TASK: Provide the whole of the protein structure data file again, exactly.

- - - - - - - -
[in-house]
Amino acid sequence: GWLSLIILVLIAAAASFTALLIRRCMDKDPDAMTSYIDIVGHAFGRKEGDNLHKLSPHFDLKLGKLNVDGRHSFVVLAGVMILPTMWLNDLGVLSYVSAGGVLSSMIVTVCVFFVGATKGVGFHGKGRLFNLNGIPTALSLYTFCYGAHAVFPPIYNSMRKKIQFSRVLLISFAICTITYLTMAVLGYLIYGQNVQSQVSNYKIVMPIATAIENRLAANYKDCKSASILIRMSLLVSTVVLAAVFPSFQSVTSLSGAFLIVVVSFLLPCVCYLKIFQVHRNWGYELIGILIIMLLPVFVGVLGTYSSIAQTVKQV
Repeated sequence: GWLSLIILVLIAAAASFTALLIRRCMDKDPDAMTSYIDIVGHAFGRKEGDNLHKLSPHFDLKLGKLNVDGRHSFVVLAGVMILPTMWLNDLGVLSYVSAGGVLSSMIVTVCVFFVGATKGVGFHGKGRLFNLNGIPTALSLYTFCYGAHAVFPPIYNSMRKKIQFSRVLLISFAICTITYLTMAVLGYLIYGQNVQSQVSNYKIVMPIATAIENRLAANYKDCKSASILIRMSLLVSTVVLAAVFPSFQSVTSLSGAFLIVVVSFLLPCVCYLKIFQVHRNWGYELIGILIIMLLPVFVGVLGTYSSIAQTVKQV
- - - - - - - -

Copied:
[in-house]
Amino acid sequence: GWLSLIILVLIAAAASFTALLIRRCMDKDPDAMTSYIDIVGHAFGRKEGDNLHKLSPHFDLKLGKLNVDGRHSFVVLAGVMILPTMWLNDLGVLSYVSAGGVLSSMIVTVCVFFVGATKGVGFHGKGRLFNLNGIPTALSLYTFCYGAHAVFPPIYNSMRKKIQFSRVLLISFAICTITYLTMAVLGYLIYGQNVQSQVSNYKIVMPIATAIENRLAANYKDCKSASILIRMSLLVSTVVLAAVFPSFQSVTSLSGAFLIVVVSFLLPCVCYLKIFQVHRNWGYELIGILIIMLLPVFVGVLGTYSSIAQTVKQV
Repeated sequence: GWLSLIILVLIAAAASFTALLIRRCMDKDPDAMTSYIDIVGHAFGRKEGDNLHKLSPHFDLKLGKLNVDGRHSFVVLAGVMILPTMWLNDLGVLSYVSAGGVLSSMIVTVCVFFVGATKGVGFHGKGRLFNLNGIPTALSLYTFCYGAHAVFPPIYNSMRKKIQFSRVLLISFAICTITYLTMAVLGYLIYGQNVQSQVSNYKIVMPIATAIENRLAANYKDCKSASILIRMSLLVSTVVLAAVFPSFQSVTSLSGAFLIVVVSFLLPCVCYLKIFQVHRNWGYELIGILIIMLLPVFVGVLGTYSSIAQTVKQV